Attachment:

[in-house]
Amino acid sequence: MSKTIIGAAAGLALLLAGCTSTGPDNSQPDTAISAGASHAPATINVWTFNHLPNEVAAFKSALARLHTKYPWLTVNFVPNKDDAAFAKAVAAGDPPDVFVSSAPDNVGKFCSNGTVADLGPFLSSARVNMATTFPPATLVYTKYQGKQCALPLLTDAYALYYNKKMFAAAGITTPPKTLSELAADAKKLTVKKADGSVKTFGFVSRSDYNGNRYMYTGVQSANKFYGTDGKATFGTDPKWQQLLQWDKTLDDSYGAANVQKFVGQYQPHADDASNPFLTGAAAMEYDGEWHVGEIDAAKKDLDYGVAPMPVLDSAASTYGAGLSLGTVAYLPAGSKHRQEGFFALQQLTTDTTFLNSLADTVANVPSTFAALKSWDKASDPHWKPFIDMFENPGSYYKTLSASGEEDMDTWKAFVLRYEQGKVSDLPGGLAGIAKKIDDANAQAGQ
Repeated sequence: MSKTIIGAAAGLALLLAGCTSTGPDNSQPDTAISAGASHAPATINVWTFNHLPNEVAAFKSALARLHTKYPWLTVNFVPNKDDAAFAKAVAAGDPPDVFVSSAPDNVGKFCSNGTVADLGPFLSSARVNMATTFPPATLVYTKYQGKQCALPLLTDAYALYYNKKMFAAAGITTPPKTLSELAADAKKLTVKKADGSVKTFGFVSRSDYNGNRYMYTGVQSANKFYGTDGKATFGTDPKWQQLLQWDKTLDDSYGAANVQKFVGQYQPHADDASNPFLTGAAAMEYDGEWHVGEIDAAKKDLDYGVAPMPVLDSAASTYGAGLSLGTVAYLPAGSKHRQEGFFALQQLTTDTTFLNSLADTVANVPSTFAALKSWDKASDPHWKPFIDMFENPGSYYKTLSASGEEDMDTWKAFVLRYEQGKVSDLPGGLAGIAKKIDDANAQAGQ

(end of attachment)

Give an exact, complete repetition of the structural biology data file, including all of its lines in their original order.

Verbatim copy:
[in-house]
Amino acid sequence: MSKTIIGAAAGLALLLAGCTSTGPDNSQPDTAISAGASHAPATINVWTFNHLPNEVAAFKSALARLHTKYPWLTVNFVPNKDDAAFAKAVAAGDPPDVFVSSAPDNVGKFCSNGTVADLGPFLSSARVNMATTFPPATLVYTKYQGKQCALPLLTDAYALYYNKKMFAAAGITTPPKTLSELAADAKKLTVKKADGSVKTFGFVSRSDYNGNRYMYTGVQSANKFYGTDGKATFGTDPKWQQLLQWDKTLDDSYGAANVQKFVGQYQPHADDASNPFLTGAAAMEYDGEWHVGEIDAAKKDLDYGVAPMPVLDSAASTYGAGLSLGTVAYLPAGSKHRQEGFFALQQLTTDTTFLNSLADTVANVPSTFAALKSWDKASDPHWKPFIDMFENPGSYYKTLSASGEEDMDTWKAFVLRYEQGKVSDLPGGLAGIAKKIDDANAQAGQ
Repeated sequence: MSKTIIGAAAGLALLLAGCTSTGPDNSQPDTAISAGASHAPATINVWTFNHLPNEVAAFKSALARLHTKYPWLTVNFVPNKDDAAFAKAVAAGDPPDVFVSSAPDNVGKFCSNGTVADLGPFLSSARVNMATTFPPATLVYTKYQGKQCALPLLTDAYALYYNKKMFAAAGITTPPKTLSELAADAKKLTVKKADGSVKTFGFVSRSDYNGNRYMYTGVQSANKFYGTDGKATFGTDPKWQQLLQWDKTLDDSYGAANVQKFVGQYQPHADDASNPFLTGAAAMEYDGEWHVGEIDAAKKDLDYGVAPMPVLDSAASTYGAGLSLGTVAYLPAGSKHRQEGFFALQQLTTDTTFLNSLADTVANVPSTFAALKSWDKASDPHWKPFIDMFENPGSYYKTLSASGEEDMDTWKAFVLRYEQGKVSDLPGGLAGIAKKIDDANAQAGQ